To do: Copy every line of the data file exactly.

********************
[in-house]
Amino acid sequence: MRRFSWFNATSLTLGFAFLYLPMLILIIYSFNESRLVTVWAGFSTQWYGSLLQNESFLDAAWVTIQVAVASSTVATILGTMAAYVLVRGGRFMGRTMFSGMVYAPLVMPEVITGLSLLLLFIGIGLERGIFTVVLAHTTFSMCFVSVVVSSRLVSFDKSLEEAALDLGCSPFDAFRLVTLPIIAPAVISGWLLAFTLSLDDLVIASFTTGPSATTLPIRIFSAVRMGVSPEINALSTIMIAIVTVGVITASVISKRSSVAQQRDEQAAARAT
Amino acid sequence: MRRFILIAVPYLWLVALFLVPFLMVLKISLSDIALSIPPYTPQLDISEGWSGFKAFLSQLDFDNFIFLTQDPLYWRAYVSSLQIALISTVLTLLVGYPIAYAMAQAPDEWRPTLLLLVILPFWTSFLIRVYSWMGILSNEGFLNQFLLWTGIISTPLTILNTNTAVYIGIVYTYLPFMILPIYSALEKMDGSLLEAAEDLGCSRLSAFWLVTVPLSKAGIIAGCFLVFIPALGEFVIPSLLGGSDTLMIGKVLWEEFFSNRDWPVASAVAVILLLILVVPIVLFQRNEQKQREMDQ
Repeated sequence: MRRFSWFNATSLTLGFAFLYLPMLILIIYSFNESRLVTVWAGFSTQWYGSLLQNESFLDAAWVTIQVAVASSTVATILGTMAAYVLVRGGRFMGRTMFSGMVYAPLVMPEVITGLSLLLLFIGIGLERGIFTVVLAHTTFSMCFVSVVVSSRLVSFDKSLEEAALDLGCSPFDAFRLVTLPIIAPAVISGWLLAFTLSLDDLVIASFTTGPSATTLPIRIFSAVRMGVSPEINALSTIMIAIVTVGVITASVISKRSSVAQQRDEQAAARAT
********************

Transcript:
[in-house]
Amino acid sequence: MRRFSWFNATSLTLGFAFLYLPMLILIIYSFNESRLVTVWAGFSTQWYGSLLQNESFLDAAWVTIQVAVASSTVATILGTMAAYVLVRGGRFMGRTMFSGMVYAPLVMPEVITGLSLLLLFIGIGLERGIFTVVLAHTTFSMCFVSVVVSSRLVSFDKSLEEAALDLGCSPFDAFRLVTLPIIAPAVISGWLLAFTLSLDDLVIASFTTGPSATTLPIRIFSAVRMGVSPEINALSTIMIAIVTVGVITASVISKRSSVAQQRDEQAAARAT
Amino acid sequence: MRRFILIAVPYLWLVALFLVPFLMVLKISLSDIALSIPPYTPQLDISEGWSGFKAFLSQLDFDNFIFLTQDPLYWRAYVSSLQIALISTVLTLLVGYPIAYAMAQAPDEWRPTLLLLVILPFWTSFLIRVYSWMGILSNEGFLNQFLLWTGIISTPLTILNTNTAVYIGIVYTYLPFMILPIYSALEKMDGSLLEAAEDLGCSRLSAFWLVTVPLSKAGIIAGCFLVFIPALGEFVIPSLLGGSDTLMIGKVLWEEFFSNRDWPVASAVAVILLLILVVPIVLFQRNEQKQREMDQ
Repeated sequence: MRRFSWFNATSLTLGFAFLYLPMLILIIYSFNESRLVTVWAGFSTQWYGSLLQNESFLDAAWVTIQVAVASSTVATILGTMAAYVLVRGGRFMGRTMFSGMVYAPLVMPEVITGLSLLLLFIGIGLERGIFTVVLAHTTFSMCFVSVVVSSRLVSFDKSLEEAALDLGCSPFDAFRLVTLPIIAPAVISGWLLAFTLSLDDLVIASFTTGPSATTLPIRIFSAVRMGVSPEINALSTIMIAIVTVGVITASVISKRSSVAQQRDEQAAARAT